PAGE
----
Without the basic needs covered, would art still be that important? What is art devoid of its context? Maybe it’s just a ‘symbol’ — a shadow of real life — we choose to give value to, due to our sophisticated perception. Can we escape this trap of altered perception and witness an objective truth? What would be the circumstance to trigger such an escape? Could the answer be the redemptive nature of art?
Some of this interrogation, like the film itself, brings to mind Jean Baudrillard’s first book, The System of Objects. Baudrillard’s text navigated the ways in which humanity used signs and symbols to reflect themselves, postulating that a home’s interior design is a network of signs which conveys an ideology. When Nemo enters the penthouse, the expensive Manhattan apartment and the specific works of art obviously express their owner’s social class and perspective.
We don’t know much about Nemo, despite spending the entire film with him, just as we know hardly anything about the tenants of the apartment he’s trapped in. The film, like daily life, doesn’t disclose much about their internal existence. What identifies them is their taste in art and objects, and how they consume them. In the modern world, we use signs to not just make judgments and opinions about each other, but to help understand each other and find some kind of transcendent meaning and even an identity.
Art can be one of the most important of these semiotic tools, especially in an age of such malaise and disillusionment. As Baudrillard writes in The System of Objects, “Since blood, birth, and titles of nobility have lost their ideological force, the task of simplifying transcendence has fallen to material signs — to pieces of furniture, objects, jewelry, and works of art.” In a way, then, Inside is a study of the importance we place on art and objects, and how they may be the last way we can actually survive this life meaningfully.
Inside Asks What Art Really Means
On the other side of the interpretive spectrum, Inside could easily be seen as an almost darkly satirical critique of the art world, especially in late capitalism and post-pandemic. Nemo is basically locked down like so many others were during the pandemic, and the millions of dollars in high art which surrounds him have perhaps less value than a full fridge or a water cooler.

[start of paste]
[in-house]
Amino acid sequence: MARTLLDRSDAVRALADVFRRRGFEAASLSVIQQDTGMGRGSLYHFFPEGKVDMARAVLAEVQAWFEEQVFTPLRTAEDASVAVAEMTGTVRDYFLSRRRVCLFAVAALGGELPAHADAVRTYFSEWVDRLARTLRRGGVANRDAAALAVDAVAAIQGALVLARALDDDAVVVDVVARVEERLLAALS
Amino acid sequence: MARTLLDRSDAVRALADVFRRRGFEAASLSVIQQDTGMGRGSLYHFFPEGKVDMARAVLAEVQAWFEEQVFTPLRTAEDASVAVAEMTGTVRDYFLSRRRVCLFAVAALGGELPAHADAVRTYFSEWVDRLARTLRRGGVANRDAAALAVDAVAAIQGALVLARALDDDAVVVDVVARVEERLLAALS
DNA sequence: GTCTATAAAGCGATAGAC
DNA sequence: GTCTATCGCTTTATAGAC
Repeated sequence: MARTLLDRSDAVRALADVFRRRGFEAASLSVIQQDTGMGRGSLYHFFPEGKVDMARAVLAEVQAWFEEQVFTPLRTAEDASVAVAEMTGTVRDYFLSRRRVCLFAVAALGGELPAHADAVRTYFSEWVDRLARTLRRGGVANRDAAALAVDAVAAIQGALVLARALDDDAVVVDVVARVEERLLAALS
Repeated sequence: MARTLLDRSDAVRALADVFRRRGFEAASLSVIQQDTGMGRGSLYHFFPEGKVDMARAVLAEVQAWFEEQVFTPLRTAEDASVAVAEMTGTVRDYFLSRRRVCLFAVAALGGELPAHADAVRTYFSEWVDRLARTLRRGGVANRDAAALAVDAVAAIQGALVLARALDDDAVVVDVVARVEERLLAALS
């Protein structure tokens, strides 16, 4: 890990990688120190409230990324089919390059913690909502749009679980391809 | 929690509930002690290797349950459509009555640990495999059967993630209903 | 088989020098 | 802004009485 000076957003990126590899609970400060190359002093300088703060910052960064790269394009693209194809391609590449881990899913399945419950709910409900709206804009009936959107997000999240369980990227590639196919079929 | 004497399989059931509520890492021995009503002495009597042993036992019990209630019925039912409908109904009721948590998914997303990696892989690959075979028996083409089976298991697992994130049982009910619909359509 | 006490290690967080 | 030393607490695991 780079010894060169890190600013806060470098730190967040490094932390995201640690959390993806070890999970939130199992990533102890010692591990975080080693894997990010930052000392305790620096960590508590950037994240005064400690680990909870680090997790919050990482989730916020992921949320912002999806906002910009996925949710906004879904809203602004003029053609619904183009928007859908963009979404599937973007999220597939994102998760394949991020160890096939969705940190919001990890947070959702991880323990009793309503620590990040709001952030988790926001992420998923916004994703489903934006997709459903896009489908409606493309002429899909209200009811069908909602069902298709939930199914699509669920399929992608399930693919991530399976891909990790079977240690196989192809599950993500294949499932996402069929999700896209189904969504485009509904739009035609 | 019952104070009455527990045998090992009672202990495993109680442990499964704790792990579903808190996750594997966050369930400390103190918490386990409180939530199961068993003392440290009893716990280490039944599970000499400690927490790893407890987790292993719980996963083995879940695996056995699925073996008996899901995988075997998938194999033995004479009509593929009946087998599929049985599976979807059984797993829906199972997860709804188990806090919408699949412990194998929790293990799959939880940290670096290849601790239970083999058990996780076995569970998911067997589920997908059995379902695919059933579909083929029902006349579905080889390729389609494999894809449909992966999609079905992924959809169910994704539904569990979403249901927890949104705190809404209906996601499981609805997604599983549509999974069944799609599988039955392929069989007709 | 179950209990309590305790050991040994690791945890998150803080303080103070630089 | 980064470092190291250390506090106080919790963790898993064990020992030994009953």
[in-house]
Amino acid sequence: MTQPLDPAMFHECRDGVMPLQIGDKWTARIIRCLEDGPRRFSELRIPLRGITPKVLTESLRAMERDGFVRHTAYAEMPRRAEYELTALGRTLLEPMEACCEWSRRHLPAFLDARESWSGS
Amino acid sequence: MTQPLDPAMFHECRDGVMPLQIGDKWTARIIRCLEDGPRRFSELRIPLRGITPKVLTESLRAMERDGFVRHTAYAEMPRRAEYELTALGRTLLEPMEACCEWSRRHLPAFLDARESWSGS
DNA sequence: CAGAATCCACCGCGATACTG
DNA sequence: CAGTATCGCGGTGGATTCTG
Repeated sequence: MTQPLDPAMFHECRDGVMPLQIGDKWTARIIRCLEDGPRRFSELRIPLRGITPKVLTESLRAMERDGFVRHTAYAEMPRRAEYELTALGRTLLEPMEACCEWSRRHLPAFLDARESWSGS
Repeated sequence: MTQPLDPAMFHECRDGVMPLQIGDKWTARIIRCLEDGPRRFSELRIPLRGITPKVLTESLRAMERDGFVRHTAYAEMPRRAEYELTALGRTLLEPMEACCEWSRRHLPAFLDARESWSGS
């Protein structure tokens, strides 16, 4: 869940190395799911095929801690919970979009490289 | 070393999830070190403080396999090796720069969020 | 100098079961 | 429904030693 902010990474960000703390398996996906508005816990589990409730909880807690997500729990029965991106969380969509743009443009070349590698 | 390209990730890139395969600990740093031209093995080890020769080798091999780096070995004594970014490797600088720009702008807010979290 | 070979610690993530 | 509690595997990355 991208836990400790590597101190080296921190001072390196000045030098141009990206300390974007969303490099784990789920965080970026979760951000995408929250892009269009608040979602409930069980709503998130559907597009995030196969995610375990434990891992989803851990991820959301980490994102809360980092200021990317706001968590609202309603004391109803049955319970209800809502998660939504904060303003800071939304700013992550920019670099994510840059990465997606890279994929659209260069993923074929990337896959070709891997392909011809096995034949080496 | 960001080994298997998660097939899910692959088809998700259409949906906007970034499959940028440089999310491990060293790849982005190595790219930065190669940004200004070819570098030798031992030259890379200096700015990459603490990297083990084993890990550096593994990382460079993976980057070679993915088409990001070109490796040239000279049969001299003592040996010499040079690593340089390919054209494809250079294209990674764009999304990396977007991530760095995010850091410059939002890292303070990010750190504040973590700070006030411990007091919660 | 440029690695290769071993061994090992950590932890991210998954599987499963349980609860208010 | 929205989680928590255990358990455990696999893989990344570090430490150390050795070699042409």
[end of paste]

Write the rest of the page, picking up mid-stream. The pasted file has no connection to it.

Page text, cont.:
Watching the art thief, the man who has literally reduced art to purely economic value, become stuck in a massive, cold, and lonely apartment adorned with great art (and yet never once visited by anyone) brings to mind something Adrienne Rich once wrote. When Rich became the only person to refuse the National Medal of Arts, she explained her denial to President Bill Clinton. “Art means nothing,” wrote Rich, “if it simply decorates the dinner table of power which holds it hostage.” Inside asks what meaning high art has when it becomes merely a mode of profit, or is suffocated by wealthy elitists who keep it from the public.
Ultimately, most artists will warn against excess analysis; Susan Sontag wrote an essay that was literally titled Against Interpretation, after all. As Vernon Lee writes in Belcaro, “Obtain from art all that it can give, by refraining from asking it to give what it cannot.” Perhaps trying to understand Inside with any exactitude misses the point of art (and thus the film).
“Art,” wrote Nicholas G. Chernyshevsky, “must not even think of comparing itself with reality, much less of surpassing it in beauty […] Let art be content with its fine and lofty mission of being a substitute for reality in the event of its absence, and of being a manual of life for man.” Whether that’s true or not, Nemo is quickly ready to abandon the expensive art in favor of the real world, eagerly and imaginatively attempting his escape from the art world of this penthouse to the bright and living world outside. Except, his experience inside will now redefine how he views that reality, just as Inside is capable of changing the viewer’s very perception of the world. From Focus Features, Inside will be in theaters on March 17.